[A-List] UK eurozone membership
Michael.Keaney at mbs.fi
Thu Jul 11 02:11:13 MDT 2002
Slump in foreign investment leads to euro row
By Michael Harrison, Business Editor
The Independent, 11 July 2002
Inward investment into the UK plunged last year, sparking a furious row between supporters and opponents of the European single currency over the cause of the decline.
The Department of Trade and Industry said that the number of new investment projects fell 12 per cent to 764 while the number of jobs created dropped by a half to 34,000.
The pro-euro lobby group Business in Europe seized on the figures from the DTI's inward investment arm, Invest UK, as further evidence of the damage being done by Britain's absence from the single currency.
Lord Marshall, the group's chairman, said: "Inward investors have been warning for years that Britain's isolation from the euro makes us a less attractive location for overseas investment into the European single market. Today's report shows that these warnings were not scaremongering, they are real and they are coming true."
But Business for Sterling, which campaigns against euro membership, maintained that the report proved Britain was thriving outside the single currency, pointing to figures showing that the total stock of inward investment rose 10 per cent last year to a record £351bn. George Eustace, campaign director for the "No" group, said: "Those who said that investment would fall if Britain kept the pound have been proved wrong. Even in a tough year the UK continues to be more attractive than the eurozone."
William Pedder, the chief executive of Invest UK, sought to steer a middle course between the two warring factions, blaming the fall in foreign investment on the global economic downturn. In particular, he highlighted the decline in investment from the US, which traditionally accounts for 40 per cent of the total UK figure. This has been exacerbated by 11 September.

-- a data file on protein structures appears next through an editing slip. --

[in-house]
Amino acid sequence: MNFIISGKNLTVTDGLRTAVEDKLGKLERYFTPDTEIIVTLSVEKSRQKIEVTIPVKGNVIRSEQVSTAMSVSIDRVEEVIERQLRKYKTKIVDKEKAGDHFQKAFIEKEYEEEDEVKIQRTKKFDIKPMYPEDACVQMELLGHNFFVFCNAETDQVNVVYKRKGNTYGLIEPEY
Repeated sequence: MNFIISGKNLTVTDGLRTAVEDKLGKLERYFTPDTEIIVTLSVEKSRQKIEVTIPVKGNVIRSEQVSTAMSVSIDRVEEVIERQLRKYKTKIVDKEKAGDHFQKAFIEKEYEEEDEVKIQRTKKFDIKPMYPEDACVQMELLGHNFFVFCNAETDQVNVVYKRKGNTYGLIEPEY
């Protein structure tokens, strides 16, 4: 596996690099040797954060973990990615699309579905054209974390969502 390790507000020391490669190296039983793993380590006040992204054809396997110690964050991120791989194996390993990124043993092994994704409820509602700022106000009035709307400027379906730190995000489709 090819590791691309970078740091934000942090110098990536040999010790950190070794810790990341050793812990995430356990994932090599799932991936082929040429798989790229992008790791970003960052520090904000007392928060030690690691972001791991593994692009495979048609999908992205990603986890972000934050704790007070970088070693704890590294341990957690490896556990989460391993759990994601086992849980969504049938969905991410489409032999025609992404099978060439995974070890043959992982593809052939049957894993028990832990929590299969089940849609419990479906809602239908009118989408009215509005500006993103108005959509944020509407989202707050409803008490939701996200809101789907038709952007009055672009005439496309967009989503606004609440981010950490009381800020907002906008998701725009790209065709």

The number of inward investment projects originating from the US last year fell from 420 to 288, with sharpest fall coming in the hard-hit new economy sectors.
Despite the decline in overall project numbers, the Secretary of State for Trade and Industry, Patricia Hewitt, claimed that the UK remained Europe's top inward investment location, attracting twice the level of US investment as its nearest rival, the Netherlands.
The level of investment in sectors most exposed to currency fluctuations, such as manufacturing and the automotive industry, rose last year. There was a 38 per cent increase in inward investment by car manufacturers with BMW, Nissan and Honda all expanding their UK operations.
Minoru Harada, the president of Honda Europe, yesterday called again on Britain to enter the euro, saying that the pound would have to fall 15 per cent against the single currency before the Japanese car maker's UK manufacturing plant at Swindon became profitable. Last year it accounted for the bulk of Honda's ¤307m (£196m) loss in Europe.
Honda has invested more than £1bn in the UK since 1985 ands employs 4,300 staff at the Swindon plant. Mr Harada would not be drawn on whether Honda would raise its UK investment if the pound remained outside the single currency. But it was noticeable that a new expansion plan unveiled yesterday by Honda contains no new investment in the UK.
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